Chandrakant Munde’s phone was constantly ringing yesterday and he was busy the entire day trying to calm down many jittery parents and anxious students. Munde, a Higher Secondary Certificate (HSC) counsellor was flooded with phone calls and inundated with queries as the results were announced yesterday.
Munde told MiD DAY that his day began with a phone call and after that there has been nothing to stop the phone lines from buzzing away. “I was eating my breakfast when the first call came in,” said the counsellor whose number was made available by the board. “After that, there has been no looking back,” he added.
The board appointed Munde in February and this is his first year manning the hotlines. While talking about the queries he faced, he said, “I have had had my fair share of unusual questions and requests. In the morning, I received a call from a parent asking me if it was possible to pay a board member to increase their child’s marks, as the student hadn’t fared well. I was appalled. I immediately said that it was not possible and asked the parent not to resort to such means.”
Another unusual request Munde received was of a parent wanting to know where and how to file a complaint against the board since the student had acquired much less marks than expected. “Parents generally tend to misuse the helpline. I am aware that they are worried and have questions, but the helpline is made available to ensure students don’t do anything rash and to help keep them well informed about other options they may have,” said Munde in response to the aforementioned examples of requests by parents.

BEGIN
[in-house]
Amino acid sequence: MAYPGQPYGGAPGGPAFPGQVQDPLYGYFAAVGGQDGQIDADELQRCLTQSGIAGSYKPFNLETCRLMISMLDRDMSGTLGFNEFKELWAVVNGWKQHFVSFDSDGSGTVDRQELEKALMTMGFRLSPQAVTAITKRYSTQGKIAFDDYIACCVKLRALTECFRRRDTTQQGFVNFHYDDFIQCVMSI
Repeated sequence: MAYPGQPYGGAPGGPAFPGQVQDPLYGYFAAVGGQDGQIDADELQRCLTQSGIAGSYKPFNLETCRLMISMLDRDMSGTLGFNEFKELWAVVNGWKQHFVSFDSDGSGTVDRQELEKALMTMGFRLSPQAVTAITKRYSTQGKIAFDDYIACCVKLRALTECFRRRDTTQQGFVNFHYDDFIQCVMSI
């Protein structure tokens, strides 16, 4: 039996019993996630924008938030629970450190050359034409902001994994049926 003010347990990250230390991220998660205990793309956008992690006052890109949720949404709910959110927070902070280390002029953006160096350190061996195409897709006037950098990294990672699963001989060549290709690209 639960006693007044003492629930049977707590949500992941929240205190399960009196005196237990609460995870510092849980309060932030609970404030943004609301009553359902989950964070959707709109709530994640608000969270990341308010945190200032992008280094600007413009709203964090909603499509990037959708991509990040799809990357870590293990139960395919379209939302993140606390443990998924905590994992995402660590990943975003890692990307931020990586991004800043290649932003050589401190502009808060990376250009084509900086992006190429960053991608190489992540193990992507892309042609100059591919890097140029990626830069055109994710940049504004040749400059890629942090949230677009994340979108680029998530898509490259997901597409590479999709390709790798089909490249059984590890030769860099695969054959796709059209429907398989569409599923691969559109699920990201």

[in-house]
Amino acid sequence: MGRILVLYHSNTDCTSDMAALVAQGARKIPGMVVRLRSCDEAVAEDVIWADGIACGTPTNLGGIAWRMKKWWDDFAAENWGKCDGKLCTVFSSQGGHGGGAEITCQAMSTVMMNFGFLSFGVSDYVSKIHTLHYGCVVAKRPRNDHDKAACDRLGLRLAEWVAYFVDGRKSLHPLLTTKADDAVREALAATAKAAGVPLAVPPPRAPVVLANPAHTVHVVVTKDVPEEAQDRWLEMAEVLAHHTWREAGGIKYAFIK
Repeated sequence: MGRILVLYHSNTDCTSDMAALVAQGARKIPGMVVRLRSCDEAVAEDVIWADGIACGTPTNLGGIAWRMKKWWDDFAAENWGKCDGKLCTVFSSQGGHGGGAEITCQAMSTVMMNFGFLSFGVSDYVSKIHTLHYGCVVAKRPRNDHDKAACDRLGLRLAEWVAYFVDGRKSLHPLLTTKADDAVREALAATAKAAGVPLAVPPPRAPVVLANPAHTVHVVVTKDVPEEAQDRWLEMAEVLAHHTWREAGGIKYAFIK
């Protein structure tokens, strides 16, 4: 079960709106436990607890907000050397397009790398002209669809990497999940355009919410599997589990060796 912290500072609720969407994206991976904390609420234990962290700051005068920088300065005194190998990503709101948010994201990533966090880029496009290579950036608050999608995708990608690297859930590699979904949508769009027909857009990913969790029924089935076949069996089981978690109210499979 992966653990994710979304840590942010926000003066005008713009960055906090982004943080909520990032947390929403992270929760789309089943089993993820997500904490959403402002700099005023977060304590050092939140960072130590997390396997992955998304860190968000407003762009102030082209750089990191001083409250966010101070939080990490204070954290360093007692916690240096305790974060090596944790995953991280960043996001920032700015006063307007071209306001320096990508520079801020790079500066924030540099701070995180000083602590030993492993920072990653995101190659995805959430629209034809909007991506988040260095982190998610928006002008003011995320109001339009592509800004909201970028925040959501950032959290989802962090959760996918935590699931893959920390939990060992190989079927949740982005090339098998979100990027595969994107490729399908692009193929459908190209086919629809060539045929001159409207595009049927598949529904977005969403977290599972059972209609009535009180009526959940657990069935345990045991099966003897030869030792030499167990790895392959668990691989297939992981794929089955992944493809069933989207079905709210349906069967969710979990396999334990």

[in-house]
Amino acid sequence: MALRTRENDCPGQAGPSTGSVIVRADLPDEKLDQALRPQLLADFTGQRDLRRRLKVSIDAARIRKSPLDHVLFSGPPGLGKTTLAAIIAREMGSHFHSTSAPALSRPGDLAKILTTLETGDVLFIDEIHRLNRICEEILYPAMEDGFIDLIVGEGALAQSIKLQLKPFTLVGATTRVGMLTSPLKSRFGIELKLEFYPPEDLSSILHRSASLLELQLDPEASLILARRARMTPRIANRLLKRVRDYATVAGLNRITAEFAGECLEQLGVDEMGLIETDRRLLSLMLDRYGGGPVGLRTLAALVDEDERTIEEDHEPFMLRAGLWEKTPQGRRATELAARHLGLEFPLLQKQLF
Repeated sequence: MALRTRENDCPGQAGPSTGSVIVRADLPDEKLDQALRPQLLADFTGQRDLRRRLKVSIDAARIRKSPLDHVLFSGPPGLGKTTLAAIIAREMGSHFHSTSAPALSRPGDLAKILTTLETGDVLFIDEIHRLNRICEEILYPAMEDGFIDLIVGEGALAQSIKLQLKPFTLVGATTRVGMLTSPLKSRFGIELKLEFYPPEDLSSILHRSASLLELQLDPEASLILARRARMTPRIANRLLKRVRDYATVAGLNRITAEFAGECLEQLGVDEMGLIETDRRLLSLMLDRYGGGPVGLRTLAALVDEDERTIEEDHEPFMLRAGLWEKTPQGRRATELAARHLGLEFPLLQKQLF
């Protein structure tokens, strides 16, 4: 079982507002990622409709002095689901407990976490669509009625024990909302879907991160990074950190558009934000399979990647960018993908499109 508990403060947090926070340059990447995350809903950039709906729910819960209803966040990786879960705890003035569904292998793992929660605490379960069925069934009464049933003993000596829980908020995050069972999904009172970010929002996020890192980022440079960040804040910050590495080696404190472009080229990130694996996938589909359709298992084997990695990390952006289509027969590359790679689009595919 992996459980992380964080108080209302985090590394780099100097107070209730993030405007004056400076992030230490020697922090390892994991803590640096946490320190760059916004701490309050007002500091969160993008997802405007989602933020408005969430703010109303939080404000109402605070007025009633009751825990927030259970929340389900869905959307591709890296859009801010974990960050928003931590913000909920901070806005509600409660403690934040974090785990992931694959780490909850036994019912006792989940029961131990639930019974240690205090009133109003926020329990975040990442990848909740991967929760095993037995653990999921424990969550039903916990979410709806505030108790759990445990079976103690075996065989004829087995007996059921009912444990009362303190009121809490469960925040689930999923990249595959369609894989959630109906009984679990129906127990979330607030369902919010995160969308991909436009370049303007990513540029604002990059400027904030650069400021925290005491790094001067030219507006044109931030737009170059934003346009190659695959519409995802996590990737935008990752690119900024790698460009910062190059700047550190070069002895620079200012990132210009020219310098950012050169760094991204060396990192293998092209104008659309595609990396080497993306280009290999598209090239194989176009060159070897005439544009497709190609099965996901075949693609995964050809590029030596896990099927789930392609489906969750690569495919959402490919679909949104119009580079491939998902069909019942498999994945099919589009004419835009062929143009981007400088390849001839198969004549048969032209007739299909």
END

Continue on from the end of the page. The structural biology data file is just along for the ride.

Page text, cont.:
Munde spent the entire day at home tending to the hotline. He was able to answer as many as 75-80 queries from students and parents alike, but also collected a long list of approximately 100 missed calls. “In the duration that I tended to one call, I would receive at least two to three other calls. It is not possible to answer all the calls but I did make sure that I helped the ones who I could answer.” He also helped those who had not passed the exam and told them what steps to take next.
“We received a huge amount of calls when the results became available online at 11 am and this went on till 2 pm. During this time, my phone wasn’t free for even a few seconds.” He added that he received calls from Mumbai, Thane, Pune, Navi Mumbai, Nashik and even Kankavli. Munde’s only grouse is that the board did not offer him enough material to answer the queries. “I prepared myself a night before the results and made a list of colleges and courses they offered.”
After a long and hectic day, Munde had this to say: “Parents should accept the results their children have secured and should be supportive of their future choices rather than force them into something they don’t like. This could really help a lot of students deal with their education woes.”